Elizabeth : I wanted the title track to be an instrumental piece, rather like a classical 'overture' or the opening credits of a film which sets a scene and conjures a landscape and framework in the listeners mind.
Men Like Gods was inspired by video footage I happened upon through YouTube - it featured the rituals of a festival in Sardinia with Pagan origins. I had the bones of the song, and then went to the village to actually experience the festival first hand, and to get footage from it for a video. After that, I managed to complete the song and lyrics. It's my interpretation of the festival and the meanings behind this tradition; where the villagers 'become' their demons and their fears by imitating them physically and purging them through repetition. It's an endlessly fascinating thing. I could have written a whole album just on that one thing.

I Am Shell I Am Bone was inspired by a beautiful documentary about endangered Manta Rays, coupled with my interest in the evolution of humans, and how we derive from the ocean. Again, it's a big topic which incorporates religion and metaphysical ideas. The song is very anti-creationist (particularly those creationists who run special schools which teach erroneous history and science in order to lie to kids about the true origins of their species, and protect their religion). It's mind numbingly odd that people would do this despite the hard facts!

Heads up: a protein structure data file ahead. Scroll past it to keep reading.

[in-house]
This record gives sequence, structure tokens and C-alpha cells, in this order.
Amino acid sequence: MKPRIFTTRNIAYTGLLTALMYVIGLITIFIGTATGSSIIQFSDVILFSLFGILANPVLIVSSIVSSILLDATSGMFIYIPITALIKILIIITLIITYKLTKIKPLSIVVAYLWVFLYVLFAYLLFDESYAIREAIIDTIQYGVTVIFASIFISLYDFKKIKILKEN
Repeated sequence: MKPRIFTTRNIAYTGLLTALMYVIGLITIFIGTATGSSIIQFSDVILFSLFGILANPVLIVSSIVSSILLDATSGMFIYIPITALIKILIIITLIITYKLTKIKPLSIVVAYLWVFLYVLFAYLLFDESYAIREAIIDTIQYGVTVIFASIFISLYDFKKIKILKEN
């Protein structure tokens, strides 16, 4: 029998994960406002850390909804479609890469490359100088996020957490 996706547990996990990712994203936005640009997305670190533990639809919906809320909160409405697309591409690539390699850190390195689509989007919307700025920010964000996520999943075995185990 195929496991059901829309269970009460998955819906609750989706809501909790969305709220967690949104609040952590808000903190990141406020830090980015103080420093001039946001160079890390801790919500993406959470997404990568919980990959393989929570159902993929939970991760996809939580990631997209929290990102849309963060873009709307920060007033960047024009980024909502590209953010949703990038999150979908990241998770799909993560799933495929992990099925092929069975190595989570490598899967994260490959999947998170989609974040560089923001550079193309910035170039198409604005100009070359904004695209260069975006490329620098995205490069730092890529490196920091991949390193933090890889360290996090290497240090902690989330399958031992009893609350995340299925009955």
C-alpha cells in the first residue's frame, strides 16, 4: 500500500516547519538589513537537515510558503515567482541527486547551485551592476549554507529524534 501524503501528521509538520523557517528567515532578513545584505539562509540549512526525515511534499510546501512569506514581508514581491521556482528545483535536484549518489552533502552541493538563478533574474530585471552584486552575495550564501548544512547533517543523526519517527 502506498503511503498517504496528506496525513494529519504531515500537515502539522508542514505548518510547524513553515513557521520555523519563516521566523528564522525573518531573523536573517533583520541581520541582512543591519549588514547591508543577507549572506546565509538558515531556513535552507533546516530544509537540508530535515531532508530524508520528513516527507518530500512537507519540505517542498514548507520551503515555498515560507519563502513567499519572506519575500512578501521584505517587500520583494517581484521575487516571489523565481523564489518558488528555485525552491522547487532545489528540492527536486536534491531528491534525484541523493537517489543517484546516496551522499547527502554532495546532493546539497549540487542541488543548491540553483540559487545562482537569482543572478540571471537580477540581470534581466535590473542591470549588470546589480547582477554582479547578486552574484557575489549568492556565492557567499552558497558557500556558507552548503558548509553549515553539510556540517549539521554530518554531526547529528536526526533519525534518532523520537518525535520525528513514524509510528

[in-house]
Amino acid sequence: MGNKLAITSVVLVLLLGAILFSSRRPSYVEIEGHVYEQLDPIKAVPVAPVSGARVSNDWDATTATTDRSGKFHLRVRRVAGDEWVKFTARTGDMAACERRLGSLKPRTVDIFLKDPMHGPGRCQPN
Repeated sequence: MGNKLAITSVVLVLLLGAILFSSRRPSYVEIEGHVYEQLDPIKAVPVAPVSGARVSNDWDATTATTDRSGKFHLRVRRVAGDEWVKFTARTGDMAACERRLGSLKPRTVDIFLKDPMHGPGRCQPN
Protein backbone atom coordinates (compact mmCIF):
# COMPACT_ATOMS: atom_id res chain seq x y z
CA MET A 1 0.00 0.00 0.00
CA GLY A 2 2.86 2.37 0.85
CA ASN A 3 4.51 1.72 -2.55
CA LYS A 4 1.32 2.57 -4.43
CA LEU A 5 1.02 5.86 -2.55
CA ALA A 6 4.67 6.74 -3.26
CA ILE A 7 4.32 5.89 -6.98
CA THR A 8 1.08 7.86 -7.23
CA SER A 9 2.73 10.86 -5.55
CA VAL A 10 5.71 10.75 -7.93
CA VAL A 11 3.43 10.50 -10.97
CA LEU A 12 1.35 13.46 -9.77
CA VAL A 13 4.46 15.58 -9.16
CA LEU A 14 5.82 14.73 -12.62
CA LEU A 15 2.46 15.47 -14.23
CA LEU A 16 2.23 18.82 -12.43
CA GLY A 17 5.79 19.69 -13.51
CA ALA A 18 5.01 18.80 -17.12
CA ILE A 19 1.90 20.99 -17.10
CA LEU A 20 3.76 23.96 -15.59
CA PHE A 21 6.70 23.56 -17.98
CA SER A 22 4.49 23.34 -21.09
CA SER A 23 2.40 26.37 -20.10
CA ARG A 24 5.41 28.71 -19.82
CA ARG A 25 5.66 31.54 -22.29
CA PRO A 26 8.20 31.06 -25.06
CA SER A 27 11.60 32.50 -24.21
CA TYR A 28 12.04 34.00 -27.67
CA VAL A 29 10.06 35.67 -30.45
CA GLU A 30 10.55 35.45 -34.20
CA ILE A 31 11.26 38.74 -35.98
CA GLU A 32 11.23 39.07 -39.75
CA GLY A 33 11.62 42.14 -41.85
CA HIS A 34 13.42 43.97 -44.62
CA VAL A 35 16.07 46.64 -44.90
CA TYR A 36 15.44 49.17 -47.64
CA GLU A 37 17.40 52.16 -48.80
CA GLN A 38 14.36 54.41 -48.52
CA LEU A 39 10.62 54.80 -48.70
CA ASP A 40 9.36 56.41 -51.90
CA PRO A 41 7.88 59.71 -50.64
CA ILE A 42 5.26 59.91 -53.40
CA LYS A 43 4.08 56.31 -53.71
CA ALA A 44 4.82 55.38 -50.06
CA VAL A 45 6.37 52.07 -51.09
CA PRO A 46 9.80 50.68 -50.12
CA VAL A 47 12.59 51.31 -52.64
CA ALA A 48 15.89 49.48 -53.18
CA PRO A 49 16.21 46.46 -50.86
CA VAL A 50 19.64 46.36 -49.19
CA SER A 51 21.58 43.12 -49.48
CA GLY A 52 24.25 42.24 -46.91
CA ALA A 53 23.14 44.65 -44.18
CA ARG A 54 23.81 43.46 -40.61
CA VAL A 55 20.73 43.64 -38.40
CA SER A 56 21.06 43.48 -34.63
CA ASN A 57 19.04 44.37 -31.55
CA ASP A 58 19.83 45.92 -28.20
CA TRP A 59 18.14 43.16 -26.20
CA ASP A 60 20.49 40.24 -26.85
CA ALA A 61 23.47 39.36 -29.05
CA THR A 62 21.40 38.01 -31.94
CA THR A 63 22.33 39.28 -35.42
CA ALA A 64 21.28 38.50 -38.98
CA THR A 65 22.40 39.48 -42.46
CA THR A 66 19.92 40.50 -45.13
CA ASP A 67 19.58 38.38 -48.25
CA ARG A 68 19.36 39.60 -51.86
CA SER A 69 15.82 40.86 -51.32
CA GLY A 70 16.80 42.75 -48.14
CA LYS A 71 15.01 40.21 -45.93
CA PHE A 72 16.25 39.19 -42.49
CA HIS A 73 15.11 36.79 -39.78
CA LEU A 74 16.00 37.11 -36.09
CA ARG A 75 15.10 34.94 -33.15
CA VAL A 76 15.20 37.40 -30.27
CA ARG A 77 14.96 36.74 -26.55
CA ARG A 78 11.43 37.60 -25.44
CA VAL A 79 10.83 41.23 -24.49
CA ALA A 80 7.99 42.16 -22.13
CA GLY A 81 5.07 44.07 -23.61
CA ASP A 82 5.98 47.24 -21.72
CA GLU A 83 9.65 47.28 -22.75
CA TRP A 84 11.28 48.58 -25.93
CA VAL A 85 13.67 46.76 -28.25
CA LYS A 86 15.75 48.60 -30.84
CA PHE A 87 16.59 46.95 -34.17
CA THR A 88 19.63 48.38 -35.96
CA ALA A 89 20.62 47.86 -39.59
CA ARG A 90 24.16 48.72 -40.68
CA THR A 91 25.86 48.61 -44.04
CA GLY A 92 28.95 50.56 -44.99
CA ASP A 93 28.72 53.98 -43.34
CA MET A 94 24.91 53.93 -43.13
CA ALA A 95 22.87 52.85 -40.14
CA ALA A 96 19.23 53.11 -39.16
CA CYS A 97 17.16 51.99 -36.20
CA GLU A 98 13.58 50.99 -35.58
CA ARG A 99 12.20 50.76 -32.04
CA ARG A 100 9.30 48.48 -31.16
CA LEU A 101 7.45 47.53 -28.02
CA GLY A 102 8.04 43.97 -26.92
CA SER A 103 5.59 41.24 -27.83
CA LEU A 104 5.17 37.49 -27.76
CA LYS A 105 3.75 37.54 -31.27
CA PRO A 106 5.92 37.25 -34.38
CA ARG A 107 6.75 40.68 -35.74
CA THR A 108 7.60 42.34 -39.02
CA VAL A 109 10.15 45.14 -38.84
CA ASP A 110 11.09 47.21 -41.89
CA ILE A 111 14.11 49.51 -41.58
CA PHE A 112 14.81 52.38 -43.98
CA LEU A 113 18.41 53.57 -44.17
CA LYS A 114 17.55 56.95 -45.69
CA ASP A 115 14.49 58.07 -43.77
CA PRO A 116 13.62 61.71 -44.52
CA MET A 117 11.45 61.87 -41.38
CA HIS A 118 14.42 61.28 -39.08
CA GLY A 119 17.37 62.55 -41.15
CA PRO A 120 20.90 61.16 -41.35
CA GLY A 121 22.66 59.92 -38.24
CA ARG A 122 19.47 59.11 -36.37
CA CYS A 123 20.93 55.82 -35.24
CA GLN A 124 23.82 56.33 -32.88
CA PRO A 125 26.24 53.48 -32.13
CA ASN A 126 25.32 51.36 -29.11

Changelings is a far more personal song, so it's hard to describe what is behind it thematically. Again, there are vague religious overtones and prophetic language, but as with much of the record and lyrics, I'm really still living with the ideas, and lyrics, and understanding what it all really means. One day, I might feel quite differently about it all.

I began writing about each of the other songs in detail, but then I realised less is more, so here's a sentence for each. I'm still very much working out the context and meaning behind the album.